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Trump blocks Broadcom from buying Qualcomm, citing national security

Trump blocks Broadcom from buying Qualcomm, citing national security
Broadcom was trying to acquire Qualcomm in a $117-billion deal. (John G. Mabanglo / EPA/Shutterstock)

In the latest example of his tough stance against foreign takeovers of U.S. technology companies, President Trump on Monday blocked Broadcom Ltd. from acquiring Qualcomm Inc., scuttling the proposed $117-billion deal on national security grounds.

The president issued the executive order on a recommendation by the Committee on Foreign Investment in the United States, which reviews acquisitions of American firms by foreign investors. The decision to block the deal was unveiled hours after Broadcom Chief Executive Hock Tan met with security officials at the Pentagon in a last-ditch effort to salvage the transaction.

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"There is credible evidence that leads me to believe that Broadcom Ltd." by acquiring San Diego-based Qualcomm "might take action that threatens to impair the national security of the United States," Trump said in the executive order.

Trump's order came after an investigation by CFIUS, which had said the proposed acquisition by Singapore-based Broadcom would undermine Qualcomm's leadership in so-called 5G wireless technology, opening the door for China's Huawei Technologies Co. to become dominant.

Qualcomm and a host of other big technology companies are racing to build a 5G, next-generation nationwide network with download speeds that could be 100 times faster than what most consumers experience now on their wireless service. Once deployed, a high-definition movie could load instantly on a smartphone. The capabilities of connected devices at work and home would vastly expand. Cable-quality service could even be provided over the air, instead of a wireline connected to a house.

In September, Trump blocked the sale of Lattice Semiconductor Corp. to a Chinese-backed investor. That was just the fourth time in a quarter century that a U.S. president stopped a foreign takeover of an American firm on national security grounds. At least half a dozen technology deals have collapsed during the Trump administration in the face of concerns raised by CFIUS.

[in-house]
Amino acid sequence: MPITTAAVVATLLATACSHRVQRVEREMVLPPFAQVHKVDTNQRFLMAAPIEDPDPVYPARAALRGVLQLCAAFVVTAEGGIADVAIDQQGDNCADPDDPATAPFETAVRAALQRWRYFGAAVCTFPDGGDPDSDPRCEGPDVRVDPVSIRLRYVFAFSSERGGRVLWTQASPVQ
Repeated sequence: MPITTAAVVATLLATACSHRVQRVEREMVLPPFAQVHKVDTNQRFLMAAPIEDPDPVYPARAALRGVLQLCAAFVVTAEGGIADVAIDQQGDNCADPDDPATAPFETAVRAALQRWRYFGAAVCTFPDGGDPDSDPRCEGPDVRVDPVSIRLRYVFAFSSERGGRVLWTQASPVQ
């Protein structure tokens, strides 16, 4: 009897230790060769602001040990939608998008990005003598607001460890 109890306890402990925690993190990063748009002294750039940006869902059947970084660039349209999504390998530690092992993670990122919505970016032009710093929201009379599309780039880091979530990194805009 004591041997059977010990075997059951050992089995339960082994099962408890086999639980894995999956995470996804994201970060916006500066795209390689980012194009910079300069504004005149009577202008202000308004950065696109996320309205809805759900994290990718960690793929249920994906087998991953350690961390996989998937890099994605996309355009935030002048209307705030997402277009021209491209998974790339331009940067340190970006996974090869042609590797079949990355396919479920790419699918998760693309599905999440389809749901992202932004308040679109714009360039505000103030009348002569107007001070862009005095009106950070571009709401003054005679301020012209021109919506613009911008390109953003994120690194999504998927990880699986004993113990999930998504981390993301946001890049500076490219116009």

The Treasury Department, which leads CFIUS, had said the Qualcomm deal raised red flags because it threatened Qualcomm's leadership in developing the next generation of wireless technology. The government said it feared Broadcom would cut investment in research and development to increase short-term profits. That could enable Chinese companies to become the dominant supplier, the U.S. said.

Trump's order came as Broadcom was in the midst of moving its headquarters from Singapore to the U.S. It was seeking to gain majority control of Qualcomm's board to advance its hostile takeover. CFIUS ordered the shareholder vote be postponed to investigate the transaction.

Broadcom recently moved to speed up the relocation of its corporate headquarters — a move that Trump himself announced last November in a meeting at the White House with Tan, the company's CEO. The move raised questions about whether CFIUS even had jurisdiction to investigate a Broadcom-Qualcomm deal. But in speeding it up, Broadcom violated terms of an order by CFIUS, the regulator said.

Broadcom's headquarters relocation was originally scheduled to be completed by May 6. But after CFIUS began an investigation of the hostile takeover effort, Broadcom began efforts to speed up the relocation to April 3 — two days before Qualcomm shareholders were to vote on whether to hand control to Broadcom by putting Broadcom-backed candidates on Qualcomm's board of directors.

In a letter to both companies dated Sunday, CFIUS accused Broadcom of failing on three separate occasions to provide five business days' notice of its efforts to accelerate the headquarters relocation. Qualcomm filed a copy of the letter with the U.S. Securities and Exchange Commission on Monday morning.

Broadcom's Tan met Monday with CFIUS officials to make his case that his company should be allowed to pursue an acquisition of Qualcomm. But those talks apparently failed to change the regulator's stance.

In regular trading Monday, Broadcom shares jumped 3.6% to $262.84 after reports late Friday that rival Intel Corp. might try to acquire Broadcom if the Qualcomm deal seemed likely to go through. Intel shares fell 1.3% to $51.52. Qualcomm shares edged down 0.3% to $62.81.

In after-hours trading, after Trump issued his order, Qualcomm shares sank more than 4%, and Broadcom and Intel shares each rose more than 1%.

San Diego Union-Tribune staff writer Mike Freeman and the Washington Post contributed to this report.

UPDATES:

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4:50 p.m.: This article was updated with additional background information and with stock prices.

3:55 p.m.: This article was updated with President Trump blocking the deal.

This article was originally published at 10:35 a.m.

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